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Restrictions on track to be ‘relaxed’ after June 13, says PM Lee who spells out ways to keep Covid-19 under control

SINGAPORE — Singapore is on track to relax more stringent rules to combat Covid-19 after June 13, Prime Minister Lee Hsien Loong said on Monday (May 31).

Prime Minister Lee Hsien Loong speaking in a live broadcast to the nation on May 31, 2021.

Prime Minister Lee Hsien Loong speaking in a live broadcast to the nation on May 31, 2021.

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  • PM Lee Hsien Loong said Singapore is on track to relax the ongoing tighter Covid-19 limits after June 13
  • This is contingent on the coronavirus situation continuing to improve and community infections falling further
  • He also sketched out a new approach to keeping Covid-19 under control by testing, contact tracing and vaccinating more quickly and widely


SINGAPORE — Singapore is on track to relax more stringent rules to combat Covid-19 after June 13, Prime Minister Lee Hsien Loong said on Monday (May 31).

He also sketched out the country's new approach to keeping the coronavirus under control by testing, tracing close contacts of infected persons and vaccinating more quickly and widely than before.

Speaking in a live broadcast to the nation, Mr Lee said that the number of daily cases has come down and the recent outbreak that necessitated tighter measures was on track to be brought under control, barring another big cluster or super-spreader event.

Singapore went into Phase Two (heightened alert) on May 16 to contain the coronavirus, banning dining in at eateries and capping gatherings to two persons.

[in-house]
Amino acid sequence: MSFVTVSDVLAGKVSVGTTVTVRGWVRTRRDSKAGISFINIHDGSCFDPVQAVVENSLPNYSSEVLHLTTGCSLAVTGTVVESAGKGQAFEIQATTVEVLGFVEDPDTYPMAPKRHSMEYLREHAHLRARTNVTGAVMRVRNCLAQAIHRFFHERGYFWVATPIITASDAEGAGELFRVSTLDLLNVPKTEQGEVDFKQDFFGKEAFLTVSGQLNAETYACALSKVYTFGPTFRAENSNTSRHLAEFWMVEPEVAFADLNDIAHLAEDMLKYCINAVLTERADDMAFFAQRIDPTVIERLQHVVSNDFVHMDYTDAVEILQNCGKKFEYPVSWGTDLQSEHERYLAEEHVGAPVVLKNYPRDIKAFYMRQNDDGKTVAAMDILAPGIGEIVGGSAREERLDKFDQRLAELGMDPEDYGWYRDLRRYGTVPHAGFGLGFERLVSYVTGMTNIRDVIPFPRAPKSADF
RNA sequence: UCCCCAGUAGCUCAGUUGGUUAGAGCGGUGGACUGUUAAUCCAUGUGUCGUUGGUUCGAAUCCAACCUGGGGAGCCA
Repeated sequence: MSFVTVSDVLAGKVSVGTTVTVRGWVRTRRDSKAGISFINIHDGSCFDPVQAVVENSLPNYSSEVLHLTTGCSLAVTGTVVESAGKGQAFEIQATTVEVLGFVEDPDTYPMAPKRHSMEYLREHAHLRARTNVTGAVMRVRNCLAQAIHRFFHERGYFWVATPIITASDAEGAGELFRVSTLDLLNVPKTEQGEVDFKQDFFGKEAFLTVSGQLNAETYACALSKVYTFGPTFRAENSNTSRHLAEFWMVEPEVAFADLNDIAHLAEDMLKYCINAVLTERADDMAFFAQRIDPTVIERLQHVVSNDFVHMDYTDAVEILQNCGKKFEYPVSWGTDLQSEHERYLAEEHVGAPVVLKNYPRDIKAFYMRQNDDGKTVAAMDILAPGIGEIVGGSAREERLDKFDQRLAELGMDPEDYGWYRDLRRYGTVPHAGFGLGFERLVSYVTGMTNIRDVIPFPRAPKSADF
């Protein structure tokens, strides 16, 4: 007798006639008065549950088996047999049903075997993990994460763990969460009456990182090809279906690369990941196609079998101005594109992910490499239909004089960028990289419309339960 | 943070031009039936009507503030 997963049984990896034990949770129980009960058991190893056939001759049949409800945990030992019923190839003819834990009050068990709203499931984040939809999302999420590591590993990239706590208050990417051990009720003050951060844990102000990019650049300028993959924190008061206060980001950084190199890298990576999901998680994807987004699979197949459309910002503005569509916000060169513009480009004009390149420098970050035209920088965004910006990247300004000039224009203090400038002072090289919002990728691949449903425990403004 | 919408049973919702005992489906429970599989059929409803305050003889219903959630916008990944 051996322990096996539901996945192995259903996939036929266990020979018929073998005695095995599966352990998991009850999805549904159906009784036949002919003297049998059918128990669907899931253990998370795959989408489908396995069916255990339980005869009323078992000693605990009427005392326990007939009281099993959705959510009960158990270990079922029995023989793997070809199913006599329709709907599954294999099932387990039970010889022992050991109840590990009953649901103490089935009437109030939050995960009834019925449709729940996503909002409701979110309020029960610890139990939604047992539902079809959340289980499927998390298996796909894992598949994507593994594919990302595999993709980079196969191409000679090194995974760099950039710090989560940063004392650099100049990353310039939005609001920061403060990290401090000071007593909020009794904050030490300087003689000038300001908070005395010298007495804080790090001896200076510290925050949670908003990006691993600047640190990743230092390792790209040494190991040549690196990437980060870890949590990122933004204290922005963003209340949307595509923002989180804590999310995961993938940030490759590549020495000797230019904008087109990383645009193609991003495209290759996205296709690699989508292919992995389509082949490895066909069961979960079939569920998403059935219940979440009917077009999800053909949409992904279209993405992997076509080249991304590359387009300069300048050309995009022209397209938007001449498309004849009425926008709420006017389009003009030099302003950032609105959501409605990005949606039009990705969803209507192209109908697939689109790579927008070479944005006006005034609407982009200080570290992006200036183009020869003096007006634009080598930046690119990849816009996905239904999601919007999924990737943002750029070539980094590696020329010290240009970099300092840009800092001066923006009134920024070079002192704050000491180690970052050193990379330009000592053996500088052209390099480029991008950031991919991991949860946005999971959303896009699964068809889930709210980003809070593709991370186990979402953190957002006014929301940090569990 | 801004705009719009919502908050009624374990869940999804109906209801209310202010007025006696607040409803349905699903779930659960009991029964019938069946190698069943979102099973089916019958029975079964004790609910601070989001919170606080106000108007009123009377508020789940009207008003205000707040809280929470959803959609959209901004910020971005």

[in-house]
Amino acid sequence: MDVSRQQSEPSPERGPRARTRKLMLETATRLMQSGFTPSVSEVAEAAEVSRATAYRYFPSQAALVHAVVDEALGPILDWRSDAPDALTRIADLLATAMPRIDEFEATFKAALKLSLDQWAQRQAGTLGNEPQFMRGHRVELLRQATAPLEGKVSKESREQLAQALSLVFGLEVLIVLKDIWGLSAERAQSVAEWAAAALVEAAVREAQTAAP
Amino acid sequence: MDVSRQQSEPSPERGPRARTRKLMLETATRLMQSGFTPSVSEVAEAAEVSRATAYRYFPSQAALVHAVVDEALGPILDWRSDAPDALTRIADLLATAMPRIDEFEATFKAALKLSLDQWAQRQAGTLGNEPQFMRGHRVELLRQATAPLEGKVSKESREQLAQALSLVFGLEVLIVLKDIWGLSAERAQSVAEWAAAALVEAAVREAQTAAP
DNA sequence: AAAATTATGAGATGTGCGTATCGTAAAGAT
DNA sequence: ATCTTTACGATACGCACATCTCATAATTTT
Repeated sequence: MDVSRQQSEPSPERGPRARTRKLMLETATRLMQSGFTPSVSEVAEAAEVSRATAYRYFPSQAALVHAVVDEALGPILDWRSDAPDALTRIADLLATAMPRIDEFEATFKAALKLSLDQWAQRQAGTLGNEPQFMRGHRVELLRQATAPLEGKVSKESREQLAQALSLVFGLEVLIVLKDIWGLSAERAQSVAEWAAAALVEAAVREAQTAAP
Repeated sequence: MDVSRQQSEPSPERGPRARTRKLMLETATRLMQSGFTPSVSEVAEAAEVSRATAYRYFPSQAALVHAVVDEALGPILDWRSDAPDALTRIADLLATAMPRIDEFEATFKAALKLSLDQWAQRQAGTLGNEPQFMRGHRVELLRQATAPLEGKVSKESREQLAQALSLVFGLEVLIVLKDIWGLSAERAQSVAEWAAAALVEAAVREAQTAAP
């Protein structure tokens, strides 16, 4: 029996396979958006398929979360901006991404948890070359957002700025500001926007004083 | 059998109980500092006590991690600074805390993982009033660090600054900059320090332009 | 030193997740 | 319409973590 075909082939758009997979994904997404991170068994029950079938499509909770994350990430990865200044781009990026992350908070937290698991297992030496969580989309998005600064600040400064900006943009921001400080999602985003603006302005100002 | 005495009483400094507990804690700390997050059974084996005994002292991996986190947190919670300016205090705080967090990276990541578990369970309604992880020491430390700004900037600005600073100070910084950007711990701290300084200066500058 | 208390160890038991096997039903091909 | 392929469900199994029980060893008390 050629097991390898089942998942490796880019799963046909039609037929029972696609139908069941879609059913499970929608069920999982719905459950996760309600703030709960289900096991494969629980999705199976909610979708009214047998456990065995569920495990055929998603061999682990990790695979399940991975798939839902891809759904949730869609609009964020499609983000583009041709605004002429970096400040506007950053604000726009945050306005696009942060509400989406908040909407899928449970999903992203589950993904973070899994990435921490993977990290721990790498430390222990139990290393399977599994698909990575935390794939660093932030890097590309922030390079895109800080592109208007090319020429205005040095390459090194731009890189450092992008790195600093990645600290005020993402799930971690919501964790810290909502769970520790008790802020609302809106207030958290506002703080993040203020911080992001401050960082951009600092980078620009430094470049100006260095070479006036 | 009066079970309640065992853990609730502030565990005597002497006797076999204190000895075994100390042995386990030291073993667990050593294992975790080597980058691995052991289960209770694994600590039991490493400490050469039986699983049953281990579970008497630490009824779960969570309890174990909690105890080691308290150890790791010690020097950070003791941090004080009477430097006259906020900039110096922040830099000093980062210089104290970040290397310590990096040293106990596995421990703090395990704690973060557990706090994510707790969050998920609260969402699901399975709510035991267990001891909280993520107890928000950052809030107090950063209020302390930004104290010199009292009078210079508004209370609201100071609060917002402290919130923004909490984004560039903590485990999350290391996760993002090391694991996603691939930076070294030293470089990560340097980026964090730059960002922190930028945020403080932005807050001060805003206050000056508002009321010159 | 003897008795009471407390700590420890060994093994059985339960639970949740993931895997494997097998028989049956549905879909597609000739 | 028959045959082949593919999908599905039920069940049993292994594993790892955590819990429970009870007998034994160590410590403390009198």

Mr Lee said: “We will know for sure in another week or so. Meanwhile, I count on everyone to keep up our efforts and stay vigilant.

“If our situation continues to improve, and the number of community cases falls further, we should be able to relax the restrictions after June 13.”

Stressing that Singapore is in a better position than a year ago, Mr Lee outlined the strategy to deal with more infectious variants of Covid-19 that are now widespread.

“Specifically, there are three things that we have to do more of and faster: Testing, contact tracing and vaccination.”


On testing, Mr Lee said that Singapore would shift its approach towards faster and more liberal ways to detect Covid-19 cases. 

This would mean that “routine, large-scale, fast and simple testing” will be part of the new normal.

“Henceforth, we will not only test to identify infections when a new case pops up. We will also routinely and regularly test people who appear well, in normal work or social or community settings, to make these places safe.” 

Doing so will give people confidence to resume larger-scale events or gatherings, he said. 

Singapore could, for instance, deploy fast tests before religious services, football games, concerts or wedding receptions to assure participants that the event is safe from the coronavirus.

Right now, general practitioners and clinics are already using a quick but less accurate antigen rapid test on patients with acute respiratory infections as well as a more accurate polymerase chain reaction (PCR) test. 

The antigen rapid test can show a result within 30 minutes, as opposed to the days it may take for a PCR test. 

If the antigen rapid test comes back positive, the patient would be isolated immediately and a PCR test can confirm the result later, thus reducing the chances of infecting others.

Mr Lee added that Singapore would also deploy one-minute Covid-19 breath tests at the Causeway and at Changi Airport.